This 2-in-1 seriously impresses with its design, and slick performance thanks to new silicon from Intel and blindingly fast storage from Samsung. However, there are drawbacks in terms of the price and battery life.
- Massively powerful
- Stunning screen
- Retractable keyboard
- High price
- Mediocre battery life
Since its inception, the ThinkPad has been a flagship for business computing best practice, where price is a secondary consideration compared to performance, resilience and reliability.
However, in a dynamic sector, embracing new markets is critical to Lenovo, and its traditional ThinkPad product lines have deviated in interesting ways.
Read more: Lenovo ThinkPad X1 Tablet (3rd Gen)
The new Lenovo ThinkPad X1 Yoga (3rd Gen) is a classic example of that divergence. It combines the latest Intel silicon and NVMe storage with a 2-in-1 design that can truly offer laptop and tablet functionality in one highly flexible package.
For the serious business customer, does the X1 Yoga offer the best of both worlds, or is it a regrettable compromise?
Where to buy?
The price quoted for the review model was one from a Lenovo partner Technoworld, and not from the official online shop, which is pricier.
If you are willing to gear down to a Core i5 processor, a less impressive screen and SATA storage, the machine can be had for £1,649.99 in the UK, $1,503.90 in the US, and AU$1,979 in Australia.
The headline cost of more than £2,000 and $2,000 respectively for the high-end model puts this device in opposition to the Microsoft Surface Pro, HP Spectre x360 and the Dell Latitude 7285. It’s almost the same price as the Core i7 Surface Pro, but more expensive than the Dell and HP machines.
Microsoft is still using Intel’s 7th-gen silicon on most of its machines, although the Surface Book 2 has one 8th-gen processor option – if you fancy paying another 20% more than this Lenovo hybrid for the same chips, memory and similar storage.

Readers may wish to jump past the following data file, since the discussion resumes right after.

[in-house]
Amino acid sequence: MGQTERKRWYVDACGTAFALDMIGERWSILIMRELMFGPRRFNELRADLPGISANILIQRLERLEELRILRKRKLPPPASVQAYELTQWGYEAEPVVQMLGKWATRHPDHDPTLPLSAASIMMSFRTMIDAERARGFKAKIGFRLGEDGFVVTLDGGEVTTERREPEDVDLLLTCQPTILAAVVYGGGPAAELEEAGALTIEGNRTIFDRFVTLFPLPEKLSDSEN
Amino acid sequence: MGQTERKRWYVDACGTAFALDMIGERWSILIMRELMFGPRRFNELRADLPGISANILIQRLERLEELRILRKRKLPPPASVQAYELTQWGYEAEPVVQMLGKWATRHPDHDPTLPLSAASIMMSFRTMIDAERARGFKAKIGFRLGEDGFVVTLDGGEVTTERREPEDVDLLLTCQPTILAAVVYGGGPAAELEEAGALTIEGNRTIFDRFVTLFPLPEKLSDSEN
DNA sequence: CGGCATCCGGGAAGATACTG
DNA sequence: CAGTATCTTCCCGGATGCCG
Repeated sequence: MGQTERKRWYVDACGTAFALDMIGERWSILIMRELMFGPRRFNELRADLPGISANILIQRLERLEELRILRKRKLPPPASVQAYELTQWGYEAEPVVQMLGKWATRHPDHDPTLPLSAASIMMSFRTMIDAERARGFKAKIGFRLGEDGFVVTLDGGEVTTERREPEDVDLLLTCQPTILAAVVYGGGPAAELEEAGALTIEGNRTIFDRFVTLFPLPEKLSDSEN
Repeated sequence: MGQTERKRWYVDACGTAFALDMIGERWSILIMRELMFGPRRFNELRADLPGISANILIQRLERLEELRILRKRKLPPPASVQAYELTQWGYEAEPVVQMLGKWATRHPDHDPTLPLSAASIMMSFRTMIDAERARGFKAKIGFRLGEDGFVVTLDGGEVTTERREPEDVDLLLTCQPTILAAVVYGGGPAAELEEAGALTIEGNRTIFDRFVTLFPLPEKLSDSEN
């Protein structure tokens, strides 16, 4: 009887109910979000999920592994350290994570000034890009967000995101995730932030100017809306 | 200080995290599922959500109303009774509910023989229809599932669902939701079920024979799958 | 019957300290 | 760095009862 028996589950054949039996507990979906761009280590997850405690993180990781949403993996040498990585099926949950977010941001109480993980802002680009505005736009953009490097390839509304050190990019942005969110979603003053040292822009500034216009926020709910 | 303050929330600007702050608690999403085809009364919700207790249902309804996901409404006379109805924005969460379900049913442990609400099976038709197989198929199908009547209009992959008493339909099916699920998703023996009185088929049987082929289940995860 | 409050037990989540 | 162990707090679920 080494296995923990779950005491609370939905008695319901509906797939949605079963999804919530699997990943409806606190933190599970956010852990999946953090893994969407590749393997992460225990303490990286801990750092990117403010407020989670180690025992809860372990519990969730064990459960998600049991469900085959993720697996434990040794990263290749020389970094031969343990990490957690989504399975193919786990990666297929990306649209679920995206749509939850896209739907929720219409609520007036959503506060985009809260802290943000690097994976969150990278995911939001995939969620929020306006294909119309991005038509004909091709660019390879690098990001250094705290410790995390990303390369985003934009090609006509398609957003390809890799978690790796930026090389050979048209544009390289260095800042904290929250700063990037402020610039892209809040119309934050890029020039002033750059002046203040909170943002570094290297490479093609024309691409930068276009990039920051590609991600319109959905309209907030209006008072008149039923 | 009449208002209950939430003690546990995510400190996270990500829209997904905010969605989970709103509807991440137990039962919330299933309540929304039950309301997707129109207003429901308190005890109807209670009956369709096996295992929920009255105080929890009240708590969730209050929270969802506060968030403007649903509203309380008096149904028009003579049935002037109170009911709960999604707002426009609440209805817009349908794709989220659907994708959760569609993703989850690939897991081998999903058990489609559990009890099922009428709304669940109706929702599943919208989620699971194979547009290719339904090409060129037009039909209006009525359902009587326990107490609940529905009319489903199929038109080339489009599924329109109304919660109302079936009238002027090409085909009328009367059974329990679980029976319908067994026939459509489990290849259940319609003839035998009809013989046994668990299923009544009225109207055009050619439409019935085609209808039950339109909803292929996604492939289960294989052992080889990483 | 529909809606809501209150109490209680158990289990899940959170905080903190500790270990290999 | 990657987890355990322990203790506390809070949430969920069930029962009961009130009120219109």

The US price we’ve quoted is for the 2OLD-001HUS model, whereas our review hardware was very similar to the UK model: 2OLD-002MUK. The US machine comes with a marginally faster Intel Core i7-8650U processor, which is another 100MHz faster than the Intel Core i7-8550U in our review machine.
This machine is oddly positioned within the Lenovo business laptop range. Confusingly, it isn’t in the Yoga section or even the ThinkPad Yoga division. You’ll find it listed in the ThinkPad X1 collection, along with the X1 Carbon, X380 Yoga and X280.
That makes it a ThinkPad X1 first, and a Yoga second, we’d surmise.
All the Lenovo X Series machines are traditionally highly portable designs with extended battery life meant for those who work on the move. At the top end is the X1 Carbon, and one notch down from that is the ThinkPad X1 Yoga, now in its third generation which we are reviewing here.
The recent revamp has brought with it Intel’s 8th-generation silicon, a WQHD (2,560 x 1,440) IPS display, up to 16GB of RAM and a quoted battery life of 15 hours.
The first impression of the X1 Yoga is that it’s an elegant machine, with a slick matte black or silver finish plus the signature red dot motif.